U.S. Supreme Court
Van Cauwenberghe v. Bard, 486 U.S. 517 (1988)
Van Cauwenberghe v. Bard
Argued March 21, 1988
Decided June 13, 1988
486 U.S. 517
The courts of appeals have jurisdiction under 28 U.S.C. § 1291 of appeals "from all final decisions of the district courts." Under Cohen v. Beneficial Industrial Loan Corp., 337 U. S. 541, and Coopers & Lybrand v. Livesay, 437 U. S. 463, a "collateral order" which does not actually end the district court litigation is nevertheless considered to be final and immediately appealable under § 1291 if, inter alia, it resolves an important issue completely separate from the merits of the action and is effectively unreviewable on appeal from a final judgment. Petitioner, a resident of Belgium, was indicted in the Central District of California for fraudulently inducing respondent to lend money to a California real estate partnership engaged in renovating a Kansas City townhouse complex. While on a trip to Switzerland, petitioner was arrested under the applicable extradition treaty and extradited to Los Angeles. One week before his criminal trial commenced, respondent filed a civil suit against petitioner in the same District, asserting various claims arising out of the defaulted loan. About two weeks after his sentencing following his conviction on the criminal charges, petitioner was served with the civil summons and complaint. The District Court summarily denied petitioner's motions to dismiss, which were based upon the argument that petitioner was immune from civil process because his presence in the United States resulted from extradition, and upon forum non conveniens grounds. The Court of Appeals dismissed petitioner's appeal for lack of jurisdiction, citing Cohen, supra, and Mitchell v. Forsyth, 472 U. S. 511.
Held: Neither an order denying a motion to dismiss on the ground that an extradited person is immune from civil process, nor an order denying such a motion on forum non conveniens grounds, is a collateral order subject to immediate appeal as a final judgment under § 1291. Pp. 486 U. S. 521-530.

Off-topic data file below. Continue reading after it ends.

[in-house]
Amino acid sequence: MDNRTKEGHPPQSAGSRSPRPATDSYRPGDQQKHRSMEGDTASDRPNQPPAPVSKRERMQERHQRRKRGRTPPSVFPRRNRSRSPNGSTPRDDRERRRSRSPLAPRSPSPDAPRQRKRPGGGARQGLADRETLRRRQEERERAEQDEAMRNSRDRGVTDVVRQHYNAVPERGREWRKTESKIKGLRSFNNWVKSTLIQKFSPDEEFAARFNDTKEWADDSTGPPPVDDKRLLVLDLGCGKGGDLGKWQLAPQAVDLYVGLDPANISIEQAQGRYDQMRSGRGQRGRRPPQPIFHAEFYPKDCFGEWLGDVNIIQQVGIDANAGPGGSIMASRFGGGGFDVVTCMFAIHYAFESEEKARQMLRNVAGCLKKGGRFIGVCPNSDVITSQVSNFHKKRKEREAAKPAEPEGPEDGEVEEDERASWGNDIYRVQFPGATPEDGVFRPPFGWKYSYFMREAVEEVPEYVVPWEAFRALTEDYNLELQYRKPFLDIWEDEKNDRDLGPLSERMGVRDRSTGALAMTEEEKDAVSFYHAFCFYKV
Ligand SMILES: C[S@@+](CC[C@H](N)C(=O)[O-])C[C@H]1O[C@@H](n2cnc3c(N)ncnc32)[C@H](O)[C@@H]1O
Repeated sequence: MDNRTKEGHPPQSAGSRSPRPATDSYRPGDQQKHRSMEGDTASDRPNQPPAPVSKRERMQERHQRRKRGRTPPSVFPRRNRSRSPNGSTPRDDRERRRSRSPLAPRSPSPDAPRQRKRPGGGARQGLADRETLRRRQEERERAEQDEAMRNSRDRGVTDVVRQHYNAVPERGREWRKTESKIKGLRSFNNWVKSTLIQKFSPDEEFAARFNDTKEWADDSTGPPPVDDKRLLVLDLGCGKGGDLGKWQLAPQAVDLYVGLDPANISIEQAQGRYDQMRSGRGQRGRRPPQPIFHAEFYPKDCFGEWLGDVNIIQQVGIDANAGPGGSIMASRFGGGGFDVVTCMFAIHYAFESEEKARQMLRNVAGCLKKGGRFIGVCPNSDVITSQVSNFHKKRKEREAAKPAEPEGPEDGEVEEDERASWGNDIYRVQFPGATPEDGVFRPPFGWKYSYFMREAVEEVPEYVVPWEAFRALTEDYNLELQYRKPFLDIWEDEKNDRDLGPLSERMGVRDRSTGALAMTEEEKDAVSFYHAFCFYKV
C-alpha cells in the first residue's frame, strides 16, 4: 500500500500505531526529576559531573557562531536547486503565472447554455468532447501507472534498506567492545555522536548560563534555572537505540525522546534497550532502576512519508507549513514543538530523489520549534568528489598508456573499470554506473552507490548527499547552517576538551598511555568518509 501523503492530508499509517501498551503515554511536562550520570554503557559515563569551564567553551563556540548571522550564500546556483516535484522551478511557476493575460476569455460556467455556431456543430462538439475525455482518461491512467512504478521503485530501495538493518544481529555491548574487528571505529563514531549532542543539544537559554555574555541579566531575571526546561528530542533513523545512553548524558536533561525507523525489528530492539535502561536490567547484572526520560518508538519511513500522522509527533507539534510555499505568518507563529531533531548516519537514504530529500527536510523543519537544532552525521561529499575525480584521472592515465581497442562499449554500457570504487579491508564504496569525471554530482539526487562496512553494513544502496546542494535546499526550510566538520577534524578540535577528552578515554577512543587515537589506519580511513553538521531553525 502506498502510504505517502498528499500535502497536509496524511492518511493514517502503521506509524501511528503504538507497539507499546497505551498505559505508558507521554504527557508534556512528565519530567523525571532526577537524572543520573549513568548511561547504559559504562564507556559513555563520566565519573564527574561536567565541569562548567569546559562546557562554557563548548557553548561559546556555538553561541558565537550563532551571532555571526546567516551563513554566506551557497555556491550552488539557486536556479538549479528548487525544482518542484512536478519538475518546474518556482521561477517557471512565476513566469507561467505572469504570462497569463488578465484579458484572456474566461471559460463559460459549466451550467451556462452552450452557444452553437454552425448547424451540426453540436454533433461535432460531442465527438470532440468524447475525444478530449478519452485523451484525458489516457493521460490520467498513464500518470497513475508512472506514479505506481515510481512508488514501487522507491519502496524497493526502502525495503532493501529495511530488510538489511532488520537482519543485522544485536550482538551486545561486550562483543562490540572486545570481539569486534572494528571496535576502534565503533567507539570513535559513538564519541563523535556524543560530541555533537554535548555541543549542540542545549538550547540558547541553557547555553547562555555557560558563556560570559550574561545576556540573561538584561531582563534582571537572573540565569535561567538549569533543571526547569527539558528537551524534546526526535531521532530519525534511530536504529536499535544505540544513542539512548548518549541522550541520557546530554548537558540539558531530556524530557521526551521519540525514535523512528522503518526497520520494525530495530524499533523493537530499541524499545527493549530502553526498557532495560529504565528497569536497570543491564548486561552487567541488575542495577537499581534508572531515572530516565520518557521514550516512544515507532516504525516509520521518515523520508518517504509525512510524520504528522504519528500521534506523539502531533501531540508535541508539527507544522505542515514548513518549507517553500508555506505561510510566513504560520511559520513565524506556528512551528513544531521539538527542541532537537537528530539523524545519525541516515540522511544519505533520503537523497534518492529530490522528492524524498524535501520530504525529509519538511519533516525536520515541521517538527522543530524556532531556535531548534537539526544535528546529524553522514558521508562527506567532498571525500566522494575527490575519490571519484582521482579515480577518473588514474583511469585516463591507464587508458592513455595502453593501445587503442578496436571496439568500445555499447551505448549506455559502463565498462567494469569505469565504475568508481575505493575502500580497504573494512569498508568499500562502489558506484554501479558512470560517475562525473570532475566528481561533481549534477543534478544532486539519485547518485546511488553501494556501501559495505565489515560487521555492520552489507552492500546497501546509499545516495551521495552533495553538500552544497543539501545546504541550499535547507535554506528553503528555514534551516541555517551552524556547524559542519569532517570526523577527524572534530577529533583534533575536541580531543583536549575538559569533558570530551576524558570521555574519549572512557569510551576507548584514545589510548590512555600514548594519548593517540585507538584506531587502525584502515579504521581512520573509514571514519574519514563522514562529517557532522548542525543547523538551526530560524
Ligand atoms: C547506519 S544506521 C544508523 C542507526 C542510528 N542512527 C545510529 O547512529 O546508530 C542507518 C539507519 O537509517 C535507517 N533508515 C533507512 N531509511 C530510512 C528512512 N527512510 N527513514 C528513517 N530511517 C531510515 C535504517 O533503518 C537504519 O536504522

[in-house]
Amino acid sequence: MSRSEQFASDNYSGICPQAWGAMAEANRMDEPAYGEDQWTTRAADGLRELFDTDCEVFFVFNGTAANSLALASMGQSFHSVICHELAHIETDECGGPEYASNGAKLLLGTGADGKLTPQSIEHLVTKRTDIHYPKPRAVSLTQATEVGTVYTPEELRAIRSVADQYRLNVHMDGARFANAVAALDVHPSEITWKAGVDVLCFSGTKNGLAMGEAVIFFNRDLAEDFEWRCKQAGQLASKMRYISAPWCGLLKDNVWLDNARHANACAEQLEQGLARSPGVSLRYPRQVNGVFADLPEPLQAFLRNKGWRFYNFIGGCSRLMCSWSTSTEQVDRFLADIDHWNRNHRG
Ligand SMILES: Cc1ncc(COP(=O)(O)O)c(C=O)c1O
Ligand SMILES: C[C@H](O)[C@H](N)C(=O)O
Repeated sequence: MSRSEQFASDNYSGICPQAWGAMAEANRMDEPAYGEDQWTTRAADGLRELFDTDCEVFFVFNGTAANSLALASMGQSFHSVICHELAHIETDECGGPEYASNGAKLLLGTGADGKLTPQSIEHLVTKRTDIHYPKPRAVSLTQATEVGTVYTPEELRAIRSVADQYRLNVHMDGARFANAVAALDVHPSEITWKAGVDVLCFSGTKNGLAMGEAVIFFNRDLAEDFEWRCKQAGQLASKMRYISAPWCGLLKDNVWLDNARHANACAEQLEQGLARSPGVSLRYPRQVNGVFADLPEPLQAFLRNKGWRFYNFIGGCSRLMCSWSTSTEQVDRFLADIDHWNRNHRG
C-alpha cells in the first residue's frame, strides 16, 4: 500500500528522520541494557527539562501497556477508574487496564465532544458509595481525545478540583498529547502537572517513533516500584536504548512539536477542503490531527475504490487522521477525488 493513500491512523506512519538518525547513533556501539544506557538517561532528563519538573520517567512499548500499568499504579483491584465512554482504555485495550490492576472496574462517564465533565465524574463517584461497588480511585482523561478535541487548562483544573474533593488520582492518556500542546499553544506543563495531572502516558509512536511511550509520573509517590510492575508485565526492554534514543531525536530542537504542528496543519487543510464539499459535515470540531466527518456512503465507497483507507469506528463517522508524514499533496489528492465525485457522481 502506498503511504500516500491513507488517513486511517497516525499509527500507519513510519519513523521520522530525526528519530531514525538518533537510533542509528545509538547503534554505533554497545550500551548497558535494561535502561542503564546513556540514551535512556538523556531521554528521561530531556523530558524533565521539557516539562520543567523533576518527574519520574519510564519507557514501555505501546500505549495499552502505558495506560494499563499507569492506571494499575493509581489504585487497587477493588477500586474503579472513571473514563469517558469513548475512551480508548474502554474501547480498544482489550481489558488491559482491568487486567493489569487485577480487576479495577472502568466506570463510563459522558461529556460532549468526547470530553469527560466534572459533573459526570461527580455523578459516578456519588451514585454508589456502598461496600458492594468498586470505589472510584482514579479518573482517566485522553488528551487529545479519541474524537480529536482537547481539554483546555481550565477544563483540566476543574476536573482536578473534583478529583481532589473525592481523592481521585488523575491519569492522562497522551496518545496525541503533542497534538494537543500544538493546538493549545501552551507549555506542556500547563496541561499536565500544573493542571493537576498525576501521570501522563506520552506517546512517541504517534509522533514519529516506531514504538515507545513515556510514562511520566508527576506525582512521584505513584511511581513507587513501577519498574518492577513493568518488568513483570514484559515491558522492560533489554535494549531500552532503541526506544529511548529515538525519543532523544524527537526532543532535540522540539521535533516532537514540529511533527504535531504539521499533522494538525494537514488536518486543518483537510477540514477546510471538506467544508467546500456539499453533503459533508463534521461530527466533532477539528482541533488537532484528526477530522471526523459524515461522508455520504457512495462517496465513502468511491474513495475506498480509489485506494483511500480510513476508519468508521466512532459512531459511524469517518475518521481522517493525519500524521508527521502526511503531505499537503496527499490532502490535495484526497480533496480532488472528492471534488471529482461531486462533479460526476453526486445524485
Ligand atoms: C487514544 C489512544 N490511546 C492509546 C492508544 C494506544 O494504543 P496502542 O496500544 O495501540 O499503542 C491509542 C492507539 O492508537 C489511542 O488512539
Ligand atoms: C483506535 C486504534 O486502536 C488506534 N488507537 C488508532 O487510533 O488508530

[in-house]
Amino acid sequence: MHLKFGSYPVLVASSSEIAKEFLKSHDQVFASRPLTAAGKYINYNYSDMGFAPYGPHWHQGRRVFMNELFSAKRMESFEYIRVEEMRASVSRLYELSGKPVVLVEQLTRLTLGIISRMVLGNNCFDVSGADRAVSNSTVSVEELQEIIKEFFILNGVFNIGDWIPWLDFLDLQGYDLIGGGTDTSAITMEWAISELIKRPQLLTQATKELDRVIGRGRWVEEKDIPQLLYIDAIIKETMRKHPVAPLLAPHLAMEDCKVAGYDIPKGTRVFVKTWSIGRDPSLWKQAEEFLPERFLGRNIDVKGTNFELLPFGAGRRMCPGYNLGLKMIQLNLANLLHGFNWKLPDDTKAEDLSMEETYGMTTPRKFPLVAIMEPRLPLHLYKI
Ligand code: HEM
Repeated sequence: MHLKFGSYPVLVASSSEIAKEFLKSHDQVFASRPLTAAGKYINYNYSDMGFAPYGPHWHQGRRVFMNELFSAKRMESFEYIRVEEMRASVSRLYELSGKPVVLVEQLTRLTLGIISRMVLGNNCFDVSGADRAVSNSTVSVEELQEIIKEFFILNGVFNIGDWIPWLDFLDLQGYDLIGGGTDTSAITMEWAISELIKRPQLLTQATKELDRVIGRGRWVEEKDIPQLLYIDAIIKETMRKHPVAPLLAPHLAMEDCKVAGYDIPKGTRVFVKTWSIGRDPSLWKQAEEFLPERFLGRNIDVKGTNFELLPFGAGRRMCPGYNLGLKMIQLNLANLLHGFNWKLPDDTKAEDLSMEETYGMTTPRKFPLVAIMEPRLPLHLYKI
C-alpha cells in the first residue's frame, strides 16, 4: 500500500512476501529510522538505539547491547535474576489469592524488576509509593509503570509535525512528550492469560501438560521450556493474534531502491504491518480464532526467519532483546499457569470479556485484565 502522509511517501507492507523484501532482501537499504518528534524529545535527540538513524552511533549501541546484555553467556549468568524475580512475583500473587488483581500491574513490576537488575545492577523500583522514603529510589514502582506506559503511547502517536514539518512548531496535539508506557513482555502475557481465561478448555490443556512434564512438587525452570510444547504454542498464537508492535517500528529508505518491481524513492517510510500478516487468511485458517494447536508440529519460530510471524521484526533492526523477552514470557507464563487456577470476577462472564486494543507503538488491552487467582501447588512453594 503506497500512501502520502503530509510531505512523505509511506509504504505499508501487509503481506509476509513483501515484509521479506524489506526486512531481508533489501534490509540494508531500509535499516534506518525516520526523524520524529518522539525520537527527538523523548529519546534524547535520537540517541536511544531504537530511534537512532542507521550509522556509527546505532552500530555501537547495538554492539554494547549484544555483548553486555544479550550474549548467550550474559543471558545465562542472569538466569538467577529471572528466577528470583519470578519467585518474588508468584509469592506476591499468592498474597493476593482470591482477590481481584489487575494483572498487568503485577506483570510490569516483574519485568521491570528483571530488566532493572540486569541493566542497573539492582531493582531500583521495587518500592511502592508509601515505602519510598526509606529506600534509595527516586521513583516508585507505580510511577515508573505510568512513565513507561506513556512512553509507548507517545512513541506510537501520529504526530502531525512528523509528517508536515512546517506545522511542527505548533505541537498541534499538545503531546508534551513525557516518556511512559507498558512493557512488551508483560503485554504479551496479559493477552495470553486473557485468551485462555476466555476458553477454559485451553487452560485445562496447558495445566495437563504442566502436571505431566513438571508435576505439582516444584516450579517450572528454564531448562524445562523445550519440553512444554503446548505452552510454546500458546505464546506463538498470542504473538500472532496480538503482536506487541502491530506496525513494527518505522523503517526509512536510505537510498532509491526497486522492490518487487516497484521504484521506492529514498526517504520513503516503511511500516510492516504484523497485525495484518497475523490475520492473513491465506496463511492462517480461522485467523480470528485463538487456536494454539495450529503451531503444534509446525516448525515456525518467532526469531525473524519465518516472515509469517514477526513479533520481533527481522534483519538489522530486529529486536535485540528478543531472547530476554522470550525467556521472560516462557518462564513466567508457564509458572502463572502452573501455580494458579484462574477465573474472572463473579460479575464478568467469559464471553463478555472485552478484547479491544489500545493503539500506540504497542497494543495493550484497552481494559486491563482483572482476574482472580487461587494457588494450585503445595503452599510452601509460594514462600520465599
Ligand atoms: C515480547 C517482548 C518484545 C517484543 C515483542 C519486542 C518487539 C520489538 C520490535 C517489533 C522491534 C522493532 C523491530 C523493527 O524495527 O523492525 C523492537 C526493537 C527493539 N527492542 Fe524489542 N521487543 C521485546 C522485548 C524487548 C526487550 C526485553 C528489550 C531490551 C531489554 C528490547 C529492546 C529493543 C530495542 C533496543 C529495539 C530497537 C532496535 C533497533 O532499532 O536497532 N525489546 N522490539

(a) Assuming, without deciding, that the "principle of specialty," see United States v. Rauscher, 119 U. S. 407, immunizes petitioner from civil service of process while his presence in this country is compelled by extradition, petitioner's claim is nevertheless effectively reviewable on appeal from final judgment, and thus is not immediately appealable under the collateral order doctrine. Unlike the qualified immunity claim chanroblesvirtualawlibrary
considered in Mitchell, supra, the "essence" of petitioner's claim of immunity under the principle of specialty is not a right not to stand trial, which would be irretrievably lost absent an immediate appeal. The principle of specialty operates to ensure that the receiving state does not abuse the extraditing state's extradition processes, and the conduct of a civil trial does not significantly implicate the reviewing state's obligation in that regard, since the state does not bring its coercive power to bear in such circumstances, but simply provides a forum for the resolution of a private dispute. Moreover, the defense of a civil suit does not significantly restrict a defendant's liberty, since he cannot be subjected to pretrial detention or required to post bail, and is not even compelled to be present at trial. Furthermore, a right not to stand trial is not entailed in the mere assertion that the district court lacks personal jurisdiction because of immunity from service of process. The right involved in this challenge must be characterized as the right not to be subject to a binding judgment, which may be effectively vindicated following final judgment. Pp. 486 U. S. 522-527.
(b) The order denying the motion to dismiss on forum non conveniens grounds does not fall within the collateral order doctrine, since the convenience-of-the-forum question is not completely separate from the merits of the action. Although the determination of that question may not require significant inquiry into the facts and legal issues in some cases, in the main, a district court ruling on such a motion will generally become entangled in the merits of the case in assessing such questions as the relative ease of access to the sources of proof, the availability of witnesses, and the actual locus of the alleged culpable conduct. Thus, such determinations are unsuited for immediate appeal as of right under § 1291. This conclusion is fortified by the availability of interlocutory review under 28 U.S.C. § 1292(b) offorum non conveniens determinations in appropriate cases. Pp. 486 U. S. 527-530.
MARSHALL, J., delivered the opinion for a unanimous Court.